Today I had my first guest swimmer, my mother in law from Montana, Jill Fanning. You won't believe this (see photo), I walked into the water entirely covered in neoprene rubber and she had nothing but a bathing suit. She's 70 years old and she routinely takes refreshing dips in Puget Sound. It's a cleansing experience for her.
Getting in (left) and Jill hitching a ride out to sea (right) in the water that's feeling cold to me even in my drysuit.
She did get out of the water fairly quickly, leaving me to swim out across Blakely Harbor a quarter mile to my starting point on the far shore. Once I turned west along the south shore of Blakely Harbor, I encountered a light current working against me. Strangely, I was against the current all day, swimming into the harbor along the south shore and then out of the harbor along the north shore. The tide must be spinning a circular pattern, taunting me.
air temp: 50F
water temp: 52F
Nov. 18, 12:30pm cloudy
wind from the north, light
medium tide, falling
visibility 5-15 feet
today's distance: 1.09 mile
total so far: 6.35 miles
Once again the darkness of the Blakely Harbor south shore, under the trees shaded by hills. With a black mud and sand bottom, not a lot to see. The rains have brought some fine debris into the water, further clouding sight.
I'm moving towards an interesting place, the old Port Blakely millsite. This entire harbor was once a bustling town, now gone sleepy. According to Picture Bainbridge from the Bainbridge Island Historical Society, the Port Blakely mill was known as the largest lumber mill in the world in the 1890s. It ran night and day and employed over 1000 men. The harbor was busy with mill business and a shipyard. Reports say Port Blakely had electricity before the less notable town of Seattle, visible just across the water.
President Rutherford B. Hayes visited the mill and the town of Port Blakely in 1891, and press coverage conveyed the feel of the town:
Port Blakely, the site of the world renowned Port Blakely Mill, is one of the busiest and most thriving towns on the Pacific Coast, and the throb of the ponderous machinery is manifest both day and night. The noise of the whirring wheels, the heavy pulsations of the many engines and the incessant hum of the saws and the planers impress a person...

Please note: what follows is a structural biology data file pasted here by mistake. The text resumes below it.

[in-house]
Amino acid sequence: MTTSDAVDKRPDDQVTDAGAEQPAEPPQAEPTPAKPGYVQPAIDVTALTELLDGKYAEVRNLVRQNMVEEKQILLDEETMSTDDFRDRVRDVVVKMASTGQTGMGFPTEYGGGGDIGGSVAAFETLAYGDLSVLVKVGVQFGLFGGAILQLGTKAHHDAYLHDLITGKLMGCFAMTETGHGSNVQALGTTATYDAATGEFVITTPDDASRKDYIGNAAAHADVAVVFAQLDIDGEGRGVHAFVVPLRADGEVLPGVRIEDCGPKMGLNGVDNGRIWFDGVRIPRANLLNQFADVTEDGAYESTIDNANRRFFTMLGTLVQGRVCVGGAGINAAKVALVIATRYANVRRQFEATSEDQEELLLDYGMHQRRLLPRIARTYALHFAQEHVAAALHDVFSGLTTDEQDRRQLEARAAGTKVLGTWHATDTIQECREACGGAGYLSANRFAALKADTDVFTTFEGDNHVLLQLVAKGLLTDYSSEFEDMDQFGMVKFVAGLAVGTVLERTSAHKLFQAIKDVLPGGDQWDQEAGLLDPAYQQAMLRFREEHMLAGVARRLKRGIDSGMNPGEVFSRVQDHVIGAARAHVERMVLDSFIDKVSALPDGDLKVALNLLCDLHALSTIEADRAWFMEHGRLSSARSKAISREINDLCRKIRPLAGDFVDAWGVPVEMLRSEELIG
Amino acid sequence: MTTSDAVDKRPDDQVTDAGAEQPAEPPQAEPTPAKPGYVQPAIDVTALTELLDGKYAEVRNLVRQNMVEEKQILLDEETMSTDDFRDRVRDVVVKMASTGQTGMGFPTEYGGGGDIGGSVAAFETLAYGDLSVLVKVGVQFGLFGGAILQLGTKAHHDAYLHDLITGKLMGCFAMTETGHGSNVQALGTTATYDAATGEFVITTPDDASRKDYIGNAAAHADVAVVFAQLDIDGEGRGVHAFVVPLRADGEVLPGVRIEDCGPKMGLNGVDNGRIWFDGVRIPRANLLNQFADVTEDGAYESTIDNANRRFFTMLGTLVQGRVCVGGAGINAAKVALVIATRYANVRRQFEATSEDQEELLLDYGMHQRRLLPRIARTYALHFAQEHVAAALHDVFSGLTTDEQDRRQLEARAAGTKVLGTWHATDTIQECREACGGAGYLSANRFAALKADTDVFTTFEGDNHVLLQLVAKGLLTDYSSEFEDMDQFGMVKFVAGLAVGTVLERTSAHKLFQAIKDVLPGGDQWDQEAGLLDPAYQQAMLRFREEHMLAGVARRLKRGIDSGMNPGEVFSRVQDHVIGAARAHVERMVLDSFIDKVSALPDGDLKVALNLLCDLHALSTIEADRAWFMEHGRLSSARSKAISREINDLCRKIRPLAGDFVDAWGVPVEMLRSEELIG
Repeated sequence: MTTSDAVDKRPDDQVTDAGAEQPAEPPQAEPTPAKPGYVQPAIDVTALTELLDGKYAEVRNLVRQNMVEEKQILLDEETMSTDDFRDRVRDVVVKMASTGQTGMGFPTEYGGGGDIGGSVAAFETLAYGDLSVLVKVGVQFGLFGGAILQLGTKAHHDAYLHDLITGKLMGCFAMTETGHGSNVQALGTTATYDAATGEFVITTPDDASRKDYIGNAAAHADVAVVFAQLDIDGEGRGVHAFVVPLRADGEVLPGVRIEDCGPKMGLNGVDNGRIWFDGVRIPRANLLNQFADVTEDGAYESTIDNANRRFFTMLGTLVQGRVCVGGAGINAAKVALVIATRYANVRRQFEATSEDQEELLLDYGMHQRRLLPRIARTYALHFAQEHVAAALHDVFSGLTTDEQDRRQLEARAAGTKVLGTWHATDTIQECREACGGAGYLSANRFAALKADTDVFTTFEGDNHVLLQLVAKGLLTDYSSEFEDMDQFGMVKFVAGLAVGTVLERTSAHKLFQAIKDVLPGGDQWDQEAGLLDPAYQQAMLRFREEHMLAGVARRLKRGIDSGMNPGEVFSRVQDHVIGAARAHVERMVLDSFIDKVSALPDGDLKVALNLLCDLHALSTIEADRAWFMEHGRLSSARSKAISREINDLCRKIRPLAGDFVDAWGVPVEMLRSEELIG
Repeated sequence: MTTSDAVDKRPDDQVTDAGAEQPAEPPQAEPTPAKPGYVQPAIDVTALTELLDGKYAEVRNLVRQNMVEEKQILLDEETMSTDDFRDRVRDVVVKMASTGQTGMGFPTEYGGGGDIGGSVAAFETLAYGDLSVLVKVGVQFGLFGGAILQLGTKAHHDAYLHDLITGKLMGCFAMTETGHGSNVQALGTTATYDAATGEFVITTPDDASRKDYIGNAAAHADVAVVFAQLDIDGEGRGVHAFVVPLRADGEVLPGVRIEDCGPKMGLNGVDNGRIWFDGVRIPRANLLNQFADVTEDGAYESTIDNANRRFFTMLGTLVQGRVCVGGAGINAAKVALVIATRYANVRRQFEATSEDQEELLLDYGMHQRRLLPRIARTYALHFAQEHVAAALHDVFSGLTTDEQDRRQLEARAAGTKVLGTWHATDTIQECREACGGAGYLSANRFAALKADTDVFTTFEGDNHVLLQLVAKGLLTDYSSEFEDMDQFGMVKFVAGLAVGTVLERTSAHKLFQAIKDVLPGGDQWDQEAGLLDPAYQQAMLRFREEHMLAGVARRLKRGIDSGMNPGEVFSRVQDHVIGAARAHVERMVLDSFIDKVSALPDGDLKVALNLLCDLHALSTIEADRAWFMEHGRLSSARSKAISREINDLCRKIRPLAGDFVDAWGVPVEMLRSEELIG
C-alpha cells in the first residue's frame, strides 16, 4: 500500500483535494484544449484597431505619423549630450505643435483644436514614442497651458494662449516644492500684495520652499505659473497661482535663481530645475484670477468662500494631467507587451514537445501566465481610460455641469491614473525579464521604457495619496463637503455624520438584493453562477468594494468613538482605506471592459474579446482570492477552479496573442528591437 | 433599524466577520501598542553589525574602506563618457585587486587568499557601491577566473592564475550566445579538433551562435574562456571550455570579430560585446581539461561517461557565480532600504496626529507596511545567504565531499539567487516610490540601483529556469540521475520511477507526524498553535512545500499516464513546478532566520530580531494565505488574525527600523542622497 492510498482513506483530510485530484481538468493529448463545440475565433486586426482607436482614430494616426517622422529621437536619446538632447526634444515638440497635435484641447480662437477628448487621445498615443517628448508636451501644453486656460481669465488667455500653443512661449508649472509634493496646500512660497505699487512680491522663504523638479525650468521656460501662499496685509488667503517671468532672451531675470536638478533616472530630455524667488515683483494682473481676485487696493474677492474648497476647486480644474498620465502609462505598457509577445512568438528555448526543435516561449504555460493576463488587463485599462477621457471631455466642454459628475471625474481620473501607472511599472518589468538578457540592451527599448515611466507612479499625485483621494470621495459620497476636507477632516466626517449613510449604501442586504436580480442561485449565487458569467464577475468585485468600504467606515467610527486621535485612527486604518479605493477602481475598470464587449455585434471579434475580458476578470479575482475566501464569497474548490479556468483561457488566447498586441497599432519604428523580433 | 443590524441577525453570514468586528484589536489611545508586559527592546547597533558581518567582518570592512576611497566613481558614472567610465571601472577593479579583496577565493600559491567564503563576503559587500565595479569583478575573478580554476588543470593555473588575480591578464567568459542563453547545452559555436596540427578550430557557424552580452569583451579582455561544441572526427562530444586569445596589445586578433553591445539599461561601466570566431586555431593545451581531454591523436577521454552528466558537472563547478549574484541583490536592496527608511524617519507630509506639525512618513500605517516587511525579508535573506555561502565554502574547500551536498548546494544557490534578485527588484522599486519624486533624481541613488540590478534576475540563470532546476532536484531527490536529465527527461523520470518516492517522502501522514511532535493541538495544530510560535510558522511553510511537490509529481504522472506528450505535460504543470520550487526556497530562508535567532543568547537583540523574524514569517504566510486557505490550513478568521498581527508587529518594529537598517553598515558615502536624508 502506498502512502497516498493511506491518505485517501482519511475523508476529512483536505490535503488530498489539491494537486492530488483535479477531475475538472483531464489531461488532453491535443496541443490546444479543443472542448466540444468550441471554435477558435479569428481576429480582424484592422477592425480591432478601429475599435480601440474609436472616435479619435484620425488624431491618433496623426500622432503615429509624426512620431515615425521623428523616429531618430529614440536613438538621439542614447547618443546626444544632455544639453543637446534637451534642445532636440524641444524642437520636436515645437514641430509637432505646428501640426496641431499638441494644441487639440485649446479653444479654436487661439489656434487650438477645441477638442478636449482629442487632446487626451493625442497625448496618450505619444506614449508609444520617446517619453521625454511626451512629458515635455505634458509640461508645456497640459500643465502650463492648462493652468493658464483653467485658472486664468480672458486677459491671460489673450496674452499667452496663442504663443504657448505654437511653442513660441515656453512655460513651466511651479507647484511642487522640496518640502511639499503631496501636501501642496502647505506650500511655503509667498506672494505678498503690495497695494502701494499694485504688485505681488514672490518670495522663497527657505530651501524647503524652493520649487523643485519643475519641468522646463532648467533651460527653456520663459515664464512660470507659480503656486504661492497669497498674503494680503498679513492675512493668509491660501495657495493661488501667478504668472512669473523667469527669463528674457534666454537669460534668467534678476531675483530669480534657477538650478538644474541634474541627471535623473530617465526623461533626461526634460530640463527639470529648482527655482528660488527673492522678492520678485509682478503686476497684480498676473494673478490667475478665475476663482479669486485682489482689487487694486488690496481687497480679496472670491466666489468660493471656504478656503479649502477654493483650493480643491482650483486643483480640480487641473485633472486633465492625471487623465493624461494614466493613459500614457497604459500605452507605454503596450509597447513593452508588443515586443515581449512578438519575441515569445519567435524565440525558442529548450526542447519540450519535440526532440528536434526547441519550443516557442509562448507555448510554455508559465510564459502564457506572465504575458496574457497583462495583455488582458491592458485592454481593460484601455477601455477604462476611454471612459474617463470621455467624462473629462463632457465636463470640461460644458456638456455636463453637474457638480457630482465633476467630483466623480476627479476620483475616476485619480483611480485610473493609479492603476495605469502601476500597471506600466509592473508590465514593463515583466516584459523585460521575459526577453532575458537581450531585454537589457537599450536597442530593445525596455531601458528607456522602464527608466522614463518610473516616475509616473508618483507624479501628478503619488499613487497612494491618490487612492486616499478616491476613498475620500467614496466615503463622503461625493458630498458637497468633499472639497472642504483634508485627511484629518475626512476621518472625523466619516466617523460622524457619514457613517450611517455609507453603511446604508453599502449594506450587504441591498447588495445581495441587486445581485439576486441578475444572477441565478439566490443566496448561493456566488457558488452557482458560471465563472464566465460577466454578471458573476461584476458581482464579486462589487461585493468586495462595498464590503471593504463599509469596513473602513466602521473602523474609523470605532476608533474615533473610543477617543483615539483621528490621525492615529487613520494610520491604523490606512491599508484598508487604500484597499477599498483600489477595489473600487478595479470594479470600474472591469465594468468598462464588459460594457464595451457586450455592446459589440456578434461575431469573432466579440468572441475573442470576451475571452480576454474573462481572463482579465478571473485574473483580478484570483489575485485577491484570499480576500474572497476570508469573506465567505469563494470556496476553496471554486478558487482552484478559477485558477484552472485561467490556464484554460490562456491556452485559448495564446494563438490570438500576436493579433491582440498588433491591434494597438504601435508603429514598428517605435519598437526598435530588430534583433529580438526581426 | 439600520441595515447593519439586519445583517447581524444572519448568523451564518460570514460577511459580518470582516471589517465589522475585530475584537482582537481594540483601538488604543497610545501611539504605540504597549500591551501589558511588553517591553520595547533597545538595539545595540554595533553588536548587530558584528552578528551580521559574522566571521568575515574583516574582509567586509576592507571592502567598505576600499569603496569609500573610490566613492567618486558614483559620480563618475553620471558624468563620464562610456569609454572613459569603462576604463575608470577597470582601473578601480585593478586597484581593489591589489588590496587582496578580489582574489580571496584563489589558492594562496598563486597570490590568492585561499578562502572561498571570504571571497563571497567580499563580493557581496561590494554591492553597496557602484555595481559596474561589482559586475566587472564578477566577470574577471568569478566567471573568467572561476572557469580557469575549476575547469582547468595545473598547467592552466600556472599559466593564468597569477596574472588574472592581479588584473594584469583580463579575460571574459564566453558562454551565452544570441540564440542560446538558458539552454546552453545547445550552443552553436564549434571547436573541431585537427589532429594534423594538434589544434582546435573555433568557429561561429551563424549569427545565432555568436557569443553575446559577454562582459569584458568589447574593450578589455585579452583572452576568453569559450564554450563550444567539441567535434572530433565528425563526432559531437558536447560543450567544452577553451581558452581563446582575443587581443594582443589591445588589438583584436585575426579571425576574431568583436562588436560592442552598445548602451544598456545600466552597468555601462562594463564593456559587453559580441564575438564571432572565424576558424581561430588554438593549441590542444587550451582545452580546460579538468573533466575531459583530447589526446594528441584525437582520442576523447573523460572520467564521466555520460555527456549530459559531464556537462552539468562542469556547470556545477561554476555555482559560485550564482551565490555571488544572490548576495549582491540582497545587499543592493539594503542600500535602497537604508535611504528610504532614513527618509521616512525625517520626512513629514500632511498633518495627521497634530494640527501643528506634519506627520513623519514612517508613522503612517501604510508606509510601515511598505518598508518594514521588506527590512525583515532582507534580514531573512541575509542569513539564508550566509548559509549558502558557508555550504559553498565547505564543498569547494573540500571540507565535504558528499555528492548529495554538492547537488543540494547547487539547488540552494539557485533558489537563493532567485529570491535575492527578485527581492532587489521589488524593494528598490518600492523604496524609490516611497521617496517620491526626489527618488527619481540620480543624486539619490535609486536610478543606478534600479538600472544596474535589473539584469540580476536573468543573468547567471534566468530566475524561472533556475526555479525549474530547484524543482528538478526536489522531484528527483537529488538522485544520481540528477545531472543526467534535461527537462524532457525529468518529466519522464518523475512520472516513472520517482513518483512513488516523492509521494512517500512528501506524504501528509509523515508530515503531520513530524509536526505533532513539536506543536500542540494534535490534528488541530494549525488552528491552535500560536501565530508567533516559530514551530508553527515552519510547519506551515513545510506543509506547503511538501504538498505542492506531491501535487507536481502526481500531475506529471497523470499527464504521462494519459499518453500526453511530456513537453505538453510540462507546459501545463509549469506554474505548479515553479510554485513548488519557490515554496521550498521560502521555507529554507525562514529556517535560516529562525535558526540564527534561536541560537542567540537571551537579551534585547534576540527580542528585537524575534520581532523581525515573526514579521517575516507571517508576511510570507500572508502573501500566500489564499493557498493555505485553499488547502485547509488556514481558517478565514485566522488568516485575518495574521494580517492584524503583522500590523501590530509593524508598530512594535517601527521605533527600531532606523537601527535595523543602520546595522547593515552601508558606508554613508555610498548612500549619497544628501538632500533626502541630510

Now all is ruin, at least these works of men. The deep harbor remains, a few pilings and the concrete bunker that once housed the steam engine that ran the mill. Port Blakely and Blakely Harbor experience nothing more sharp than the call of a loon on a grey day.
north shore of Blakely Harbor, photo credit Islandwood
And we're not even done. Entering the millsite I come to a wall in the harbor with a small inlet to the head of the harbor. It's visible in the map below at the far left end of the harbor. Swimming through the entrance, there's the expected profusion of life where the swift current runs in and out with the tides. Then into the black enclosed harbor to find a small flock of nervous buffleheads.
I have a mind to swim up to the creek mouth, there are few estuaries of note on Bainbridge and this is one. Islandwood, located just upstream, is promoting salmon restoratoin and I'd like to see one. Islandwood is a local institution with outdoor education programs among much more. I float at the creek mouth, hoping beyond hope to scare up an adult coho or chum salmon waiting to motor up the creek and spawn. No such luck, but I count myself as having seen a salmon in my mind's eye. Someday I'll see that here.
Coming out of the millsite and headed towards the harbor mouth, I find oysters galore on the north shore of the harbor. Among the mill ruins and further out, oysters and oysters. One of my favorite ocean animals.
I have to swim out around a floating dock, past my parking place at the Port Blakely park and beyond. Finally, as I'm starting to look for an exit I hear a faint voice. "Where did you come from?" Looking up, there's a friendly woman on the shore above me. I said around the harbor. She didn't see where I came from, then I was just there, surprising her. I ask if I may get out at her house and she is pleased to say yes. My first friendly resident, inviting me to traverse her yard. We talk very briefly, and then I walk on, heading for the car and back to work. A nice lunch break of barely over an hour.
I found the underwater path to somewhere else today, that plunging into the water that carries me far away. It was a good swim.
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Next, around a point and back to the more exposed shoreline.